ROVE-STUPID: BANNON-SMART

by C. Edmund Wright on March 1, 2017

Bannon in Q and A in 2014 - back when he was concerned about crony capitalism.

Bannon commissioned Edmund Wright an entire series at Breitbart attacking the Establishment

When Steven K. Bannon commissioned yours truly in early 2015 to write the Breitbart series “Rove-Stupid,”  based on the 2013 book about Rove and the establishment, I realized that there was someone who loathed the Republican establishment even more than I. Previously, I was not aware this was even possible, but Bannon is like that. He is full pedal to the metal, and more intense, singularly focused, and passionate than anyone you’ll ever meet. We agree on most things, including the fact that Karl Rove was an accurate prototype for the incompetence, isolation, tone deafness and corruption of the GOP-E – even on issues where Rove was not specifically involved. That’s why both this series, and my book, featured “Turd Blossom, aka Rove,” in the respective titles.

That said, there was no way to know at the time that one day Bannon would in a manner of speaking become Karl Rove. He’s nothing like Rove of course, but he is in the exact same position for President Donald Trump that Rove occupied for George W. Bush. The analogy plays out further, as Bannon is considered more dangerous than Trump by elements of the left, much as Rove was more of a left wing target at times than Bush.

Rove went out of his way to insult Wright's book just seconds before addressing NC GOP Convention in 2013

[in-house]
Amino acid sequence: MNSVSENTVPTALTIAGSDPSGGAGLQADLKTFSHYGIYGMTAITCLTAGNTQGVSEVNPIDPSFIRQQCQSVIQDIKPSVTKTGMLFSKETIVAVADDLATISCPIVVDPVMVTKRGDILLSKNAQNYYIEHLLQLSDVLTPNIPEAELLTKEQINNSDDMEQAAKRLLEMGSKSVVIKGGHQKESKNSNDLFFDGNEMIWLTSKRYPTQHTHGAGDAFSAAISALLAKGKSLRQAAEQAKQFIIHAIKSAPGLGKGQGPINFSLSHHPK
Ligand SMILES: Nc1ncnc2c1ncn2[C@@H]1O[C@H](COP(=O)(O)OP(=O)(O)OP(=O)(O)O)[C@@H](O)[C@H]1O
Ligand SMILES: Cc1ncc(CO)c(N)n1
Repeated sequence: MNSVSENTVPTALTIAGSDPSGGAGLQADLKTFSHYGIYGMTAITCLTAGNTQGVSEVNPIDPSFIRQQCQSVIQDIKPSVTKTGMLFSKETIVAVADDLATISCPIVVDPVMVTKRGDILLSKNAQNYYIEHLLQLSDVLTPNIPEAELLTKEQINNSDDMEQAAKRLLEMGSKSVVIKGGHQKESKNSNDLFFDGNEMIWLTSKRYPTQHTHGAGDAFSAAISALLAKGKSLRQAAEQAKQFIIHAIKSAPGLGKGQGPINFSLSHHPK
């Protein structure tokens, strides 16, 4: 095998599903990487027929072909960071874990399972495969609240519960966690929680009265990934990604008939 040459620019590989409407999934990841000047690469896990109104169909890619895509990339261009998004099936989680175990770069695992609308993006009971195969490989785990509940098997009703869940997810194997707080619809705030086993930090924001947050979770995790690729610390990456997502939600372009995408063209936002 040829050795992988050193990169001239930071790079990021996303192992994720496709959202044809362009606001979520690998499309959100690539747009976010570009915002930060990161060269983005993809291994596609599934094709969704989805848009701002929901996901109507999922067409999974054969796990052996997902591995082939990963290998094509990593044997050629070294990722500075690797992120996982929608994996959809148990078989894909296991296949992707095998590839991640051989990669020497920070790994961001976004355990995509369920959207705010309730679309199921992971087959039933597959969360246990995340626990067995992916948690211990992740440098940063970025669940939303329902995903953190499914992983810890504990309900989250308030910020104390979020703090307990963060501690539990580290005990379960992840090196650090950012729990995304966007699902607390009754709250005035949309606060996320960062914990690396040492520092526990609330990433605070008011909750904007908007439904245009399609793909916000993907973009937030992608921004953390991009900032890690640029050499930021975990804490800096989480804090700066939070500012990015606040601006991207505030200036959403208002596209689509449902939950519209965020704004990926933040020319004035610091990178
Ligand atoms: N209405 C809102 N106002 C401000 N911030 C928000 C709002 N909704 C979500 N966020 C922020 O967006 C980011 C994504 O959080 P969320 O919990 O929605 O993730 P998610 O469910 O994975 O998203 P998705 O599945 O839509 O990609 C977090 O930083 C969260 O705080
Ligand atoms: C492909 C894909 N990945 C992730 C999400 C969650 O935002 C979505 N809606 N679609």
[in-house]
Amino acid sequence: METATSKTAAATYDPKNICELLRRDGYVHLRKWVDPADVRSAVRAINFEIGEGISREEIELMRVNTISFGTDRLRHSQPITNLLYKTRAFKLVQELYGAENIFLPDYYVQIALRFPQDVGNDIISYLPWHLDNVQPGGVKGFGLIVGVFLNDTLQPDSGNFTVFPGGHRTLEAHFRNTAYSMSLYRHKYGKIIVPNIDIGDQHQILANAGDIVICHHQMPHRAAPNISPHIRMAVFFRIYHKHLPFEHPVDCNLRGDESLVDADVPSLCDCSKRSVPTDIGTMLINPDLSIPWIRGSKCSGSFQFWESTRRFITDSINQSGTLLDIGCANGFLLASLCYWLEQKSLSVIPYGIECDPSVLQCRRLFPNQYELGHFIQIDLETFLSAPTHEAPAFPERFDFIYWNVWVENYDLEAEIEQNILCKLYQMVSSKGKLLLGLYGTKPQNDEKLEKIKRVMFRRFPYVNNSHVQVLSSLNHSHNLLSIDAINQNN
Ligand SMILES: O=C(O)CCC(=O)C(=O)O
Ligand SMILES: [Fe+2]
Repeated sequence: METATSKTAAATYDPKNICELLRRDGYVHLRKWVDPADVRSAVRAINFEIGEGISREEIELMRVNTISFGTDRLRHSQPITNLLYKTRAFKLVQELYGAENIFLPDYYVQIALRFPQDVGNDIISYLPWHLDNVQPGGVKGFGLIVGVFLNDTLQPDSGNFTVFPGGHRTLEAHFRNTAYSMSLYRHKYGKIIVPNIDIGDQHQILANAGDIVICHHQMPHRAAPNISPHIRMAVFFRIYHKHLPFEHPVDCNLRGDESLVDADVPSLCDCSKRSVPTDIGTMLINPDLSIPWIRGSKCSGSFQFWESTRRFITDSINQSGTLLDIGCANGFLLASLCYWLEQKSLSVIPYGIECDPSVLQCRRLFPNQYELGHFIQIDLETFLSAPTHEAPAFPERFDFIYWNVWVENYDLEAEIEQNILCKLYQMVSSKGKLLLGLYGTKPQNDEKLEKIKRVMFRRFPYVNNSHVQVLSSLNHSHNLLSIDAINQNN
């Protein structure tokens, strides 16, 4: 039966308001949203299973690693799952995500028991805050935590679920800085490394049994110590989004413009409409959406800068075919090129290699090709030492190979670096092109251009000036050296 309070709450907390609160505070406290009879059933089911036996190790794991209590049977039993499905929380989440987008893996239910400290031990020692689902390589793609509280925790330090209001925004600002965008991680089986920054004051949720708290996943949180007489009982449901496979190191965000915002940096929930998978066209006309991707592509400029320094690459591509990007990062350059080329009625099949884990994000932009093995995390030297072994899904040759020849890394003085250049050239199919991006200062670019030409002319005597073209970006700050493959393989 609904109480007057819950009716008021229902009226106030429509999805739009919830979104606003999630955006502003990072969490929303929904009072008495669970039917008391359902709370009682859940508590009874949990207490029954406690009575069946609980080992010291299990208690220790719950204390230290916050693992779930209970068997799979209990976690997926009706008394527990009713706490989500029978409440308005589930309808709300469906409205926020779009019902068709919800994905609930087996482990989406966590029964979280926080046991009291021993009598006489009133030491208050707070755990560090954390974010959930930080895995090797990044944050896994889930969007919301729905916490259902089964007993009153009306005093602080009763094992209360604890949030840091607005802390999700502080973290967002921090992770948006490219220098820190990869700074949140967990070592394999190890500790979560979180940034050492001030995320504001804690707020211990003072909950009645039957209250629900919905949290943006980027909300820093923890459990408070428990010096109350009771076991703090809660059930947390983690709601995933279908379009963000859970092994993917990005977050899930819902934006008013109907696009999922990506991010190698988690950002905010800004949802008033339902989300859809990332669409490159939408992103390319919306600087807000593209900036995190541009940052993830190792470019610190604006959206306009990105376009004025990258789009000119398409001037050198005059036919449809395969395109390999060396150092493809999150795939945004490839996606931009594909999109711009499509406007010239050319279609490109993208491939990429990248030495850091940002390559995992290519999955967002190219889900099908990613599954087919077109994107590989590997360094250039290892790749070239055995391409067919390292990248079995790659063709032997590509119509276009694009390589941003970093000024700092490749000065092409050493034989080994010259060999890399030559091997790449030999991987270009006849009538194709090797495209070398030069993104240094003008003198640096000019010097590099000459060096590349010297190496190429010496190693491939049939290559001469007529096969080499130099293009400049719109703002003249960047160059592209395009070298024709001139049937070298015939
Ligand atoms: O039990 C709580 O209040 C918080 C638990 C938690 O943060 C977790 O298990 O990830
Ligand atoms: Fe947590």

Rove went out of his way to insult Wright’s book just seconds before addressing NC GOP Convention in 2013

Moreover, many assumed Rove the brain behind Bush, and we’re seeing some of that with Bannon as well. After Bannon’s CPAC appearance, Charles Krauthammer proclaimed him the “brains of the operation.” The implication, left unspoken, was that Krauthammer meant the entire administration, not just the West Wing support staff. On this, Krauthammer and Saturday Night Live agree, even as SNL meant it as a dig at Trump, while Krauthammer’s point was to compliment Bannon as someone with serious intellectual heft.

The paradox of all of this is stunning. Like much of what happened over the past couple of years, the scenario of Bannon filling Rove’s role would’ve been rejected in a movie script as too fanciful.

And yet here we are. I would never insult President Trump by suggesting that Bannon is the brains behind Trump, but it is clear that Bannon is now one of the most influential people on the planet, and that Trump would likely not occupy 1600 Pennsylvania Avenue were it not for him. By the way, this started playing out long before Bannon officially joined Team Trump in August of 2016. He had unofficially joined more than a year earlier, putting the growing influence of Breitbart pretty clearly behind Trump, and this is a significant fact of history, equal in importance to his ultimate official hiring.

Consider: the nexus of Breitbart, Drudge, Rush Limbaugh and Sean Hannity was a powerful force for Trump, worth billions of dollars of earned media, with much of it coming during the crucial early period when Trump was transitioning from a novelty act into a serious contender. In a March 2015 piece here, and here, I flatly stated that the incredible power of Breitbart, Drudge and the top talkers would determine the next nominee. This was months before Trump entered the race, but it is clear that Trump dominated this universe, while Ted Cruz was second. Isn’t it interesting how the voting mirrored that result exactly?